Fort McClellan, Suffolk Nov. 23rd, 10 A.M. Sunday

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Fort McClellan, Suffolk Nov. 23rd, 10oc A.M. Sunday

Dear Frank:

I have been listening to the mingled sounds military and ministerial exercises. The voices of devotion come to my ears blended with the sounds of drum, fife, and bugle, the camp of the soldiers is a strange mixture, and good and evil are intimately joined in such ever-changing proportions. That none but the Omniscient Eye can trace the lines of separation. That there are good men in the army need not be doubted and it is equally true that there are others whose equals for baseness are not easily found. The Creator for some wise purpose allows the wheat and loves to grow together. It is not the office of finite beings to pass judgment on any. The designs of an infinite wisdom; enough. He has pointed to us the road to happiness with such plainness but if we fail to secure it the fault is ours. The same being that made the Rose, the pink and kindred flowers and objects of beauty and sweetness has also caused the poisonous Nightshade to spring up from the soil, but notice the little bee is taught unerringly which to chose. Think you the good and wise creator is more kind to insects than men? Ah no, but the inward teachings of spirit are often drowned as it were by the gross and more clamorous calls of the outward senses. They are disregarded till their influences; which should be given us becomes almost imperceptible. … …

… … Col. Drake and Lady visited the fort lately. She rides with him in a buggy, looks like home. You see, buggies are used about here. They ride horse back or in a cart drawn by a horse, a mule or cow. One…old…much goes by regular with her cart and bay. The twills are fastened to the yoke. A rope to each harness and she sits as firm as can be. Some of the officers had a landscape view with her for a paragland [sic] taken by “our own artist”. It shows the negra in high life to good advantage. I started to give you a rough pencil sketch of my cabin and out street but it is too windy and my hand has forgot how �ing (if ever had any). It reminds me of Plurbasta bye the by I came across a man well acquainted with the author of it. I had good times with the Lowell boys. Frank when we get ready we will visit Lowell [Mass.] just for a diversion. I have seen some of the Secesh quality last week. I don’t think much of them. I have not seen one that I wish to make the acquaintance of one that belongs here. Not one male or female. Yes, one old Quaker Darkie I rather like, he is a good mechanic and was a slave. Oh! Frank, I hope we shall never be mixed up with slavery, for a curse is sure to follow it. There are more slaves owned in this place than I supposed. I do not wish to live here unless slavery is abolished, if it is I think we should rather like a home here. The minister-Chaplain is just here distributing papers to the men they bring them every Sunday, about like the one Dilly takes. Does a heap of good I suppose. … …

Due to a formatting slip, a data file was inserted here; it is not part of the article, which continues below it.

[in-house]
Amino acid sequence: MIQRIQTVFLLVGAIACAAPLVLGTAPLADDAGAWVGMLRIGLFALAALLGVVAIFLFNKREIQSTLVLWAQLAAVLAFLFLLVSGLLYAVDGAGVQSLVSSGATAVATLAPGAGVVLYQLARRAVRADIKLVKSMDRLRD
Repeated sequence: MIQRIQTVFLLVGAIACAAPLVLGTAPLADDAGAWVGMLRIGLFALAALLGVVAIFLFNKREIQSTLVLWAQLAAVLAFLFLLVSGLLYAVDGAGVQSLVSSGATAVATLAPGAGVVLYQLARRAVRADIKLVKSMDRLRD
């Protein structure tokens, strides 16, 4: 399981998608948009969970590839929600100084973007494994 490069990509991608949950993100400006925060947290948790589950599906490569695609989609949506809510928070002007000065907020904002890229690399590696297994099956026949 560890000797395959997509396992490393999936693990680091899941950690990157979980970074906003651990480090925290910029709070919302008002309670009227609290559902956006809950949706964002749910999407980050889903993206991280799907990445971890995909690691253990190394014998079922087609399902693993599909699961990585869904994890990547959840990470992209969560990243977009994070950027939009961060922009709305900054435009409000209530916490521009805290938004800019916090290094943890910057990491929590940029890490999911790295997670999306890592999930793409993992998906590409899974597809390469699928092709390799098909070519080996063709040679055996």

… … My coffee is just boiling and the boys ask what we are having for supper? Coffee, bread and cold boiled fresh beef, I tell them. “Bully for you”. Well I want to send something to Ma, Anna, Pa and the rest but can not this time. Why don’t they write? Seems a good while since I got a letter. Frank don’t let anybody see the picture. Well I had to stop and give out the meat while Shirley gives the coffee; now I will finish this then have something for myself. Guess I’ll take a little toast with mine.

To my own wife Frank Good Bye O. S. Allen